WICHITA, Kansas – Lance Minor knows what it means to fight for his life. He did it for his country as a Marine deployed to Afghanistan. Not once did he think he would have to do it again, this time from a hospital bed.
“I thought there would be much more danger there than sitting on my own front porch, but I was surprised to find that was not the case,” he said.
What he originally thought was a cold in late January was much worse. It was the H1N1 flu virus, and doctors did not think he would survive.
“I leaned back and felt the little darkness over me and thought, ‘You know, I’ve lived a good life, my house is in order, and if I don’t wake up from this, it’s going to be alright,” he said.
Minor spent seven weeks on a ventilator at Wesley Medical Center, and an additional ten days at an in-patient rehabilitation facility. Although doctors were guarded about his prognosis for weeks, he made a turn for the better. Nurses dubbed him “the miracle patient”, and he had lots of support in his corner, especially from his family.
“After the doctors would come talk to us, [my daughter] would say, ‘But he’s not dead,” Minor said. “There was always this positive energy.”
“Somehow, I knew that he was going to be okay,” Mary Minor, Lance’s wife, said. “I had a feeling in the end that everything was going to be fine, so I just kind of held on to that.”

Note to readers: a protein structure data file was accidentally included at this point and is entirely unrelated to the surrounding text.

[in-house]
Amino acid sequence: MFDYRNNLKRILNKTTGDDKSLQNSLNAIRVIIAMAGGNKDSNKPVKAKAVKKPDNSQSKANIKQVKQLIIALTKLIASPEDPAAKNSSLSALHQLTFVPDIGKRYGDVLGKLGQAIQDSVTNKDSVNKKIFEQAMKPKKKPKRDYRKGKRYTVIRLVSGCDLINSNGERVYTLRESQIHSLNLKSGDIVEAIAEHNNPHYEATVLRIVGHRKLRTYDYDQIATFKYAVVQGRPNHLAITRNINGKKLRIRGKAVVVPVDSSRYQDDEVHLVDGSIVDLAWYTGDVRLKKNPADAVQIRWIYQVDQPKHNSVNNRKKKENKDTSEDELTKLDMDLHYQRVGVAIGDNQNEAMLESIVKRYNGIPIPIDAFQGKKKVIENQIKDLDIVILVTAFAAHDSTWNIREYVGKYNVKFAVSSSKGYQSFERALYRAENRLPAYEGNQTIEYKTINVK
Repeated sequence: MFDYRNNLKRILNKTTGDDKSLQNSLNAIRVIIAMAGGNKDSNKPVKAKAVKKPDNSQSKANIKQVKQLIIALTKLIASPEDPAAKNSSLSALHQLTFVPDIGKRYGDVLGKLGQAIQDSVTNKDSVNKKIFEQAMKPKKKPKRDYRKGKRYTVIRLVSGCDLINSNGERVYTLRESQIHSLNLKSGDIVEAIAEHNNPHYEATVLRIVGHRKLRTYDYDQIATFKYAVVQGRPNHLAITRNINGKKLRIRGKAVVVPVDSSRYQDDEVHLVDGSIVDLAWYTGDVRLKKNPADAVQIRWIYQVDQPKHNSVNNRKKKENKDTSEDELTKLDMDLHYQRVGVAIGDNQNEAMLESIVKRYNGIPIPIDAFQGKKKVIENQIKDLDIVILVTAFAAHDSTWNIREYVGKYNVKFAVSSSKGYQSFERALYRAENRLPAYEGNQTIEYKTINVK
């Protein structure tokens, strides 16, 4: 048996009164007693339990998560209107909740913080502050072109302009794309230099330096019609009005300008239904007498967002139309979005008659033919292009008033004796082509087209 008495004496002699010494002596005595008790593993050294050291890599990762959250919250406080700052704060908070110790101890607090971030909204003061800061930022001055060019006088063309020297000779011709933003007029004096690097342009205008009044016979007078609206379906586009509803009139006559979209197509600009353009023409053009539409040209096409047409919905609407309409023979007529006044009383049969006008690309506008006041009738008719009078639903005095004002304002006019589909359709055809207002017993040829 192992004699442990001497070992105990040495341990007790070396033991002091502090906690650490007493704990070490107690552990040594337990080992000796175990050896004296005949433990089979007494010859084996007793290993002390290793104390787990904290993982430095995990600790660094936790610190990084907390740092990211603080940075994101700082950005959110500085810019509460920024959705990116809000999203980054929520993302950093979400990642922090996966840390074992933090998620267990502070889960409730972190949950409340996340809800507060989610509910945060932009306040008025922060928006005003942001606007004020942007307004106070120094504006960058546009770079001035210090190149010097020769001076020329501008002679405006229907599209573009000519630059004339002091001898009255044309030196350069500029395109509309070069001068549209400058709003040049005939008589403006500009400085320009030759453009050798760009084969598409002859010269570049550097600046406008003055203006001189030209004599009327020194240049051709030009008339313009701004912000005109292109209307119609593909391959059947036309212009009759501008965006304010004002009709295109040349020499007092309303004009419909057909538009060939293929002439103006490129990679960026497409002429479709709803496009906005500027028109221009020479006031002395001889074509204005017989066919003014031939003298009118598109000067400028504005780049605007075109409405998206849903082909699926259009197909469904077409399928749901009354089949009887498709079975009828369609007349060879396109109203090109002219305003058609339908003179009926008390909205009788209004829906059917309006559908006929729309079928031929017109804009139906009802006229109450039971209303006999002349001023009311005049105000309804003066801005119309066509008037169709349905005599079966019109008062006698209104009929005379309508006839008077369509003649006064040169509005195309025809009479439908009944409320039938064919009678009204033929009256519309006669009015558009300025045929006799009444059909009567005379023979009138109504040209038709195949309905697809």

Lance also credited his 21 years in the Marine Corps as vital to his survival.
“Being conditioned for so long as a Marine, you just kind of keep going,” he said. “I think I’m also a very stubborn person, and it takes more than that to kill me.”
By the time he was well enough to leave the hospital, he had lost 40 pounds and had to learn to walk again.
“I was a shadow of the man I was before, but part of me looked at myself and I just thought, I can recover from this,” he said.
Now a month out of the hospital, he’s getting his life back on track. He’s able to walk under his own power, and takes daily walks with his wife and dog Marshall.
“Having come through all of that now gives me a greater appreciation just for life and for the effects we have on one another,” he said.
“A lot of people give up in the recovery, and think that they can’t achieve this and that, but if you push yourself, you can make it happen,” Mary said.
Lance’s dream is to launch a microbrewery called Aeroplains Brewing and base it in the Wichita area, and says he wants to give more back to the community, now that he’s been given a second chance.
“I’ve got more to give, and if there is a higher power and if there’s a plan for me, I’m open for it, let’s do it, let’s get it on,” Lance said.